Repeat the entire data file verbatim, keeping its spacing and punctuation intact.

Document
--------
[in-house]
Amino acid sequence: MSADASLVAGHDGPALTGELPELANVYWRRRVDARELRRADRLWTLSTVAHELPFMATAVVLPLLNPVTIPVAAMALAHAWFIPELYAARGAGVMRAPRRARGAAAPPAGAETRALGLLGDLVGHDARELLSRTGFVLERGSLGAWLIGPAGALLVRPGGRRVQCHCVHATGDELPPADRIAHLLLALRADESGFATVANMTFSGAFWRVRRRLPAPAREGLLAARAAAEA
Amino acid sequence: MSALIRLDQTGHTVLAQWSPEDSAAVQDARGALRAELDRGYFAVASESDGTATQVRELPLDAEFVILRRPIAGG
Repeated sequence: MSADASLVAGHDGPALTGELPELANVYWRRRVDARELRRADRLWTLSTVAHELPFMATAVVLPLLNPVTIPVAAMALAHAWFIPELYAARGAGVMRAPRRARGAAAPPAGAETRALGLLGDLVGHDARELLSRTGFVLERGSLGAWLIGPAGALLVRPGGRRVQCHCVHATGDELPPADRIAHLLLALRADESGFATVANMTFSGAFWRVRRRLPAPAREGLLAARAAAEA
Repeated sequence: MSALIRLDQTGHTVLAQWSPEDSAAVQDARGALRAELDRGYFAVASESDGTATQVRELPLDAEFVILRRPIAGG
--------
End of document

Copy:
[in-house]
Amino acid sequence: MSADASLVAGHDGPALTGELPELANVYWRRRVDARELRRADRLWTLSTVAHELPFMATAVVLPLLNPVTIPVAAMALAHAWFIPELYAARGAGVMRAPRRARGAAAPPAGAETRALGLLGDLVGHDARELLSRTGFVLERGSLGAWLIGPAGALLVRPGGRRVQCHCVHATGDELPPADRIAHLLLALRADESGFATVANMTFSGAFWRVRRRLPAPAREGLLAARAAAEA
Amino acid sequence: MSALIRLDQTGHTVLAQWSPEDSAAVQDARGALRAELDRGYFAVASESDGTATQVRELPLDAEFVILRRPIAGG
Repeated sequence: MSADASLVAGHDGPALTGELPELANVYWRRRVDARELRRADRLWTLSTVAHELPFMATAVVLPLLNPVTIPVAAMALAHAWFIPELYAARGAGVMRAPRRARGAAAPPAGAETRALGLLGDLVGHDARELLSRTGFVLERGSLGAWLIGPAGALLVRPGGRRVQCHCVHATGDELPPADRIAHLLLALRADESGFATVANMTFSGAFWRVRRRLPAPAREGLLAARAAAEA
Repeated sequence: MSALIRLDQTGHTVLAQWSPEDSAAVQDARGALRAELDRGYFAVASESDGTATQVRELPLDAEFVILRRPIAGG